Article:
The Spinning Fork has been a part of the Fairfield food scene for at least the last twenty years. They started off with a smaller location further up the street on Route 4 before settling at their custom-built, stand-alone location a couple miles away. It's hard to miss the literal spinning fork sign posted atop the building.
We stopped by for dinner coming home from a long highway trip up north. I'd remembered this Italian restaurant from my early days living in Fairfield, and hadn't visited in more than 15 years. The original location, though smaller, had a more intimate, personable feel, while the newer, larger location seems to have aspirations of being an Olive Garden-killer. That's great, but if they want to succeed, they'll need to make sure they don't cut corners and maintain that wholesome, local feel.
With that in mind, the folks at The Spinning Fork say their sauces, pizzas, soups and several salad dressings are made in-house. Their menu offers popular traditional Italian entrees, including spaghetti, gnocchi, veal, cannelloni, manicotti, ravioli, cacciatore and linguini and clam sauce. Cannoli, taramisu and cheesecake highlight the dessert menu, and a full wine list is available.
Service was extremely fast for a Saturday night in which they were about three-quarters full of guests. We were quickly seated; our water glasses were kept full; and our server routinely provided updates on our meals, even though it all came out rather quickly.
My girlfriend ordered the Spaghetti with Italian sausage plate ($9.95), while I opted for the eggplant Parmesan ($11.95), served with a side of spaghetti and marinara sauce. Both entrees came with a choice of either soup or a side salad, along with two garlicky bread sticks.
The Italian wedding soup and side salad I and my girlfriend had chosen soon arrived. The soup was fine --appropriately salty and rich in chicken flavor, though this version featured tiny meat cubes instead of traditional meatballs, reminiscent of how meat looks in canned versions.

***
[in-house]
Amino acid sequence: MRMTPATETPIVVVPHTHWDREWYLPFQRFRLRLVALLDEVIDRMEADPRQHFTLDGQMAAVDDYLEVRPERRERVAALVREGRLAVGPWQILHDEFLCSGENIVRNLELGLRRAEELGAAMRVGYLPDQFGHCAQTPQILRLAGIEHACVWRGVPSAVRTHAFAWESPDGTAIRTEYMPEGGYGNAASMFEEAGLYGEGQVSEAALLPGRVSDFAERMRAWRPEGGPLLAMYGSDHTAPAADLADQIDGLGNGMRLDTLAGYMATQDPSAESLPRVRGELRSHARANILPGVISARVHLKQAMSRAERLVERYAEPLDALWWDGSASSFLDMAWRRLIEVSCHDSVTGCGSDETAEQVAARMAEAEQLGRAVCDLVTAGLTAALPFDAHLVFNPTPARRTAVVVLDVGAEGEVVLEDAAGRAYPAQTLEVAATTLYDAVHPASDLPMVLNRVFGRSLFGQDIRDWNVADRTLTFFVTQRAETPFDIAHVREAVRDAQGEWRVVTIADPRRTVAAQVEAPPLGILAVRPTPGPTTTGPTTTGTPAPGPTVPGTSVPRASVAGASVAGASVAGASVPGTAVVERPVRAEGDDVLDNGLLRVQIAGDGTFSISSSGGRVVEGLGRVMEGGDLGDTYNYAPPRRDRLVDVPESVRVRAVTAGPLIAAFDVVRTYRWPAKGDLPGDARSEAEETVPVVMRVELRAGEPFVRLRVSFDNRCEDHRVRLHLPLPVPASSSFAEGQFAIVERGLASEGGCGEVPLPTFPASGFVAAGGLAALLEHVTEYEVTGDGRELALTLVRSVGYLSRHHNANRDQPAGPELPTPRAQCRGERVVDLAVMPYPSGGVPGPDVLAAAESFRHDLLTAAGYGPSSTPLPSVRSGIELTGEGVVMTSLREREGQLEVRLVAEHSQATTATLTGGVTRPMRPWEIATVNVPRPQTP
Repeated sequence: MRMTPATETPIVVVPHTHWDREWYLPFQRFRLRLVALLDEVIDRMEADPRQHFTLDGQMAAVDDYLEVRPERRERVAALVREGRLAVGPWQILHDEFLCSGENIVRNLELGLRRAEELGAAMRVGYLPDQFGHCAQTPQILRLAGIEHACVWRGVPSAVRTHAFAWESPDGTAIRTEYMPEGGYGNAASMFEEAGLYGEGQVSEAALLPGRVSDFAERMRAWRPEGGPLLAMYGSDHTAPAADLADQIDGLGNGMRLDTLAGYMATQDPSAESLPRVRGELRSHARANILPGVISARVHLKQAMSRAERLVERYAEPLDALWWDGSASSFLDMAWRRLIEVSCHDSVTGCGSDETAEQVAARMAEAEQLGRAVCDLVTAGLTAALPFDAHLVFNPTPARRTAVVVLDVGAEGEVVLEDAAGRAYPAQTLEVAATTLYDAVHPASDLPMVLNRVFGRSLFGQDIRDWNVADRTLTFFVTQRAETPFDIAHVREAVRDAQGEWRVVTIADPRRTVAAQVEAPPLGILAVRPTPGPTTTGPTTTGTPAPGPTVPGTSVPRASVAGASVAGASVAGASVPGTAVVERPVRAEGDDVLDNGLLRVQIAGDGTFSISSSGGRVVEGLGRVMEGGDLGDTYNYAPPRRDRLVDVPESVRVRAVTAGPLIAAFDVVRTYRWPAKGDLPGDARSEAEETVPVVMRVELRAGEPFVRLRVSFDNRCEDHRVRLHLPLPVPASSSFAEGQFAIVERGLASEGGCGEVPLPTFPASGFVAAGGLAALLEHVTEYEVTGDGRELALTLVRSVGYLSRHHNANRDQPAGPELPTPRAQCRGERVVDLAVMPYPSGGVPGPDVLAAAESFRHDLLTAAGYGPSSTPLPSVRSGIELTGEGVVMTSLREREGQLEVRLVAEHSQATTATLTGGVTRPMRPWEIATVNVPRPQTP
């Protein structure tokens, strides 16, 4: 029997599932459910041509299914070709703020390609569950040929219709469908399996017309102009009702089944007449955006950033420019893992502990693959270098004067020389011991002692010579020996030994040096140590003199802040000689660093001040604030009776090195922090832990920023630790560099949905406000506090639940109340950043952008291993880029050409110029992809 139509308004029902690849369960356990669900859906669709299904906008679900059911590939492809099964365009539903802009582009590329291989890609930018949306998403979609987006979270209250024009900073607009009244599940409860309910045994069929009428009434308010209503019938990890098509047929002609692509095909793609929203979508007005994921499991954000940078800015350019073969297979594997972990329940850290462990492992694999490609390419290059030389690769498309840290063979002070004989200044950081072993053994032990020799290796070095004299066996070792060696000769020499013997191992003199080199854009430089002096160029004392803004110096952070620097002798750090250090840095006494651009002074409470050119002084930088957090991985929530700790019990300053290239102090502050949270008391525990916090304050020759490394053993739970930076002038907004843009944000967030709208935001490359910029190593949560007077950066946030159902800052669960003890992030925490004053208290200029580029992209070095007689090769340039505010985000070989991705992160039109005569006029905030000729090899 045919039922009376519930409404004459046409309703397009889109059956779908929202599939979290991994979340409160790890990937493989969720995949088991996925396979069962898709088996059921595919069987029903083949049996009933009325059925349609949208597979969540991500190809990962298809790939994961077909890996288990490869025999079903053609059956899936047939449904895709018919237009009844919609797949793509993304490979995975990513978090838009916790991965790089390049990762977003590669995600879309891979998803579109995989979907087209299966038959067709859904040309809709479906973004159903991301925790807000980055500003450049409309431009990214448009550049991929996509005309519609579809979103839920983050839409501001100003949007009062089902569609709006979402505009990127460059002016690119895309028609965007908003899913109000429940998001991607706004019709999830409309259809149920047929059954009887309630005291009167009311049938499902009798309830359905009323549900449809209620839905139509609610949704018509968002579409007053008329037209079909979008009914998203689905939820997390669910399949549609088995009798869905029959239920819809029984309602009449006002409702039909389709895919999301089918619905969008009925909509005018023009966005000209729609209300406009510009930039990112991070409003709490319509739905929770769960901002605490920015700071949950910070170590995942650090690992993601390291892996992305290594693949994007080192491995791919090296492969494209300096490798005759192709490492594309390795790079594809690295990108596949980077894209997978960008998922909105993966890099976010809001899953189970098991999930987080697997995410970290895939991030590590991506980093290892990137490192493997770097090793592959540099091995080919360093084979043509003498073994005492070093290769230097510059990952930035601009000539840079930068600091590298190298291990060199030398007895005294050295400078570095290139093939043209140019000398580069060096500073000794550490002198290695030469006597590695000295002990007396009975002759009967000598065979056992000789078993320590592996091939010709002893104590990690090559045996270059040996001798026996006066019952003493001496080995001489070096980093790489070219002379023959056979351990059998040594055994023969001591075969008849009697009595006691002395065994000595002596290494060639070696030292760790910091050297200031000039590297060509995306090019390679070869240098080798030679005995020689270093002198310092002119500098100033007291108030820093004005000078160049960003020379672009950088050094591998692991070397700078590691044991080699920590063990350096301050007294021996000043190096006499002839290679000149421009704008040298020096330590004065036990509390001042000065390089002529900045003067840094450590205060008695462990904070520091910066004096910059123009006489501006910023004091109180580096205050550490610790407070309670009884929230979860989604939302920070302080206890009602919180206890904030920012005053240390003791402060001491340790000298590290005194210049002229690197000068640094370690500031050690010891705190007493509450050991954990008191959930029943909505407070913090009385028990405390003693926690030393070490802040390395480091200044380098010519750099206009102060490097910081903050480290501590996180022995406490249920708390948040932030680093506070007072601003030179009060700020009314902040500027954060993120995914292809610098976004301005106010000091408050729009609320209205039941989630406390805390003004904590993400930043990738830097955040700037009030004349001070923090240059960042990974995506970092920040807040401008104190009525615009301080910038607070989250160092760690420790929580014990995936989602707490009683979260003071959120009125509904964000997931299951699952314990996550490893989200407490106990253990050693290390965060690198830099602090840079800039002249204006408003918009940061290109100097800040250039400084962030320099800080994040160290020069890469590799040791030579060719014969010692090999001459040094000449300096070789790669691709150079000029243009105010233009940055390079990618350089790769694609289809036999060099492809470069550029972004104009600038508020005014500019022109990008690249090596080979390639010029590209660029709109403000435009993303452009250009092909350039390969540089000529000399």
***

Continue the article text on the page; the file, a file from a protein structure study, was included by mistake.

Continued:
My girlfriend surprisingly enjoyed and appreciated the crisp lettuce in her side salad, which I thought looked one-note, given that it was basically just a bowl of iceberg lettuce topped with shredded cheese --no tomato, no bits of carrot or peppers or olives, even though tomatoes are still in season.
The entrees arrived soon thereafter, piping hot with generous portions. But when we dug into our "spaghetti," we realized it was actually angel hair pasta. We found that revelation mildly irksome. Angel hair, aka capellini, is NOT spaghetti, and my girlfriend was particularly looking forward to the larger and more pleasing texture of spaghetti. Spinning Fork likely uses angel hair to expedite orders, but that fact seems a shallow excuse. If you're going to use capellini, advertise it as such!
I didn't think the tomato sauce was particularly bright or fresh-tasting like it is at similar local Italian restaurants, but it wasn't bad. I suspect they may prepare the sauce too far ahead of time, which muddies the flavor, but I can only speculate.
My favorite dish at most Italian restaurants is the eggplant Parmesan, and I really enjoyed The Spinning Fork's version. It was nicely breaded, crispy and topped with just the right ratio of tomato sauce and toasty, melted mozzarella cheese.
I avoided my breadstick because I was never particularly a breadsticks fan to begin with. Even slathered in garlic and butter, I find breadsticks a waste of good stomach space (Sorry, Olive Garden).
My girlfriend's spaghetti was good, despite the angel hair, and the two halves of seared Italian sausage links tasted toasty, spicy, meaty and satisfying.
The Spinning Fork isn't a high-caliber Italian restaurant, but it doesn't seek to be one, either. Instead, it aims to sink its teeth into that coveted Olive Garden demographic and it does a solid job doing so. If you'd rather indulge in no-fuss, no nonsense Italian over the higher end and trendier establishments, The Spinning Fork has you covered.